Media Release

Livestock trade reopens with Egypt

20 March 2014

Australian sheep and cattle farmers will receive another boost, with Egypt and Australia agreeing to recommence the livestock trade under the Exporter Supply Chain Assurance System (ESCAS).

“I am pleased to announce that the Australian and Egyptian Governments have come to agreement on all matters to recommence the live cattle and sheep export trade between our two countries,” Minister Joyce said.

“It is a testament to the effectiveness of arrangements we have in place in other markets that the future livestock trade with Egypt will be based on ESCAS.

“ESCAS is designed so that Australian exported livestock are treated in line with international animal welfare standards throughout the entire supply chain.”

The introduction of ESCAS in Egypt replaces a government-to-government regulatory framework, and was a recommendation following a Department of Agriculture investigation report into allegations of mistreatment of cattle in two Egyptian abattoirs in May 2013.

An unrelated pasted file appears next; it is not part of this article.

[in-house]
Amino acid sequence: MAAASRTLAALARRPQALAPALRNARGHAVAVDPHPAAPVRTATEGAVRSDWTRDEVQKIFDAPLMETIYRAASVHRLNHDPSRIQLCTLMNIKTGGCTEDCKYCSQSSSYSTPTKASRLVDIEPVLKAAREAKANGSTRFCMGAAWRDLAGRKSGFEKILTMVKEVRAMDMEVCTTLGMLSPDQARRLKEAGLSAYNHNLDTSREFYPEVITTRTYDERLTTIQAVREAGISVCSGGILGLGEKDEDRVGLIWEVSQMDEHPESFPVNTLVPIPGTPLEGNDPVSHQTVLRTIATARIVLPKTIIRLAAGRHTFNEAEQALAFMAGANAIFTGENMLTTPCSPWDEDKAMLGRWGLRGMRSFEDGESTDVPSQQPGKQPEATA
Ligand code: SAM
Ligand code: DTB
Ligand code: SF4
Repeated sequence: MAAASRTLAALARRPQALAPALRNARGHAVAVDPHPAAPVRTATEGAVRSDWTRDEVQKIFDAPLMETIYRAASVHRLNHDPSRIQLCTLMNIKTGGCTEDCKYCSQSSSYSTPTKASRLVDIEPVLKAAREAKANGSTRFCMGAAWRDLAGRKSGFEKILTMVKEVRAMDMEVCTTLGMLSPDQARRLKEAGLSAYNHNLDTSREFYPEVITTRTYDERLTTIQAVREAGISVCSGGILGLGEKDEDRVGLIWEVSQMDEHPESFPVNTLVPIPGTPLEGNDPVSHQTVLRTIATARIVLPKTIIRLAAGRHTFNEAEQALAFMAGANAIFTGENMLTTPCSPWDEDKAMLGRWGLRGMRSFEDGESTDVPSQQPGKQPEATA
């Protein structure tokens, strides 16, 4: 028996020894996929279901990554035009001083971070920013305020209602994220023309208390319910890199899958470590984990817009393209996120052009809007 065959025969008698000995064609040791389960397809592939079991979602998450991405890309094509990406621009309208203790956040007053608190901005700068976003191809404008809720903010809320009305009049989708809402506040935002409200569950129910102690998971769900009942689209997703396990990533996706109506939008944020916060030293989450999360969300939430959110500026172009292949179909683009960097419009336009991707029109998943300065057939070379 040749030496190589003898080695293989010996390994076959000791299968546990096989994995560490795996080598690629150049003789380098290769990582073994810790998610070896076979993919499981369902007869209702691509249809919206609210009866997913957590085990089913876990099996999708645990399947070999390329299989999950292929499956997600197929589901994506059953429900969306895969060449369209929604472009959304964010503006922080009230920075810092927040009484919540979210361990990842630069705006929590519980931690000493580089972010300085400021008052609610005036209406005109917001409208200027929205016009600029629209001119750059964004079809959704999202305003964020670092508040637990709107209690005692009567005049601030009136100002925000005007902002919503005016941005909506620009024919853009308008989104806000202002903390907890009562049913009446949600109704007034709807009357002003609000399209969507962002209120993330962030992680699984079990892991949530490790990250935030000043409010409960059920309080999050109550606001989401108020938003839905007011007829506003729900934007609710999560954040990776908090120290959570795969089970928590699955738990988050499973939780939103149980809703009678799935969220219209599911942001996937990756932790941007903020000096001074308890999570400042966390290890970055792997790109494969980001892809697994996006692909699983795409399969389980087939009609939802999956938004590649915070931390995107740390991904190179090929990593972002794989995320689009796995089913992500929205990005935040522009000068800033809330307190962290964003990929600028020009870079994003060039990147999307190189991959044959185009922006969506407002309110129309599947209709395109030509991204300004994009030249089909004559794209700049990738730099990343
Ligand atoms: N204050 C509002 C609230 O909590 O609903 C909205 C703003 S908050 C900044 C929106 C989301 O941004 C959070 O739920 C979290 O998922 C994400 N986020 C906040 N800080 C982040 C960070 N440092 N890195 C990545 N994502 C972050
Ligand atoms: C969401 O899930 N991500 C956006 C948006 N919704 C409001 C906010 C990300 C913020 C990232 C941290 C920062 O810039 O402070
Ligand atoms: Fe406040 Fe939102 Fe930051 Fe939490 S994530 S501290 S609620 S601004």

ESCAS requires Australian exporters to establish supply chains which are consistent with World Organisation for Animal Health standards. The system has checks which have proven to deliver animal welfare outcomes, which a government to government system could not. As an OIE member Egypt recognises and respects the importance of safeguarding animal welfare.

“I welcome industry’s lifting of their voluntary suspension of livestock exports to Egypt. This is another important milestone for industry and opportunity for Australian producers who are doing it tough. It follows the recent reopening of the Bahrain market and delivers on our election commitment to reinvigorate the trade.

“It has been eight years since sheep were exported to Egypt and this provides a new opportunity for sheep producers.

“Work on market negotiations is continuously being progressed. Market access is, and will continue to be, a priority for the Australian Government,” Minister Joyce said.

Sheep have not been exported to Egypt since 2006, and cattle not since 2012.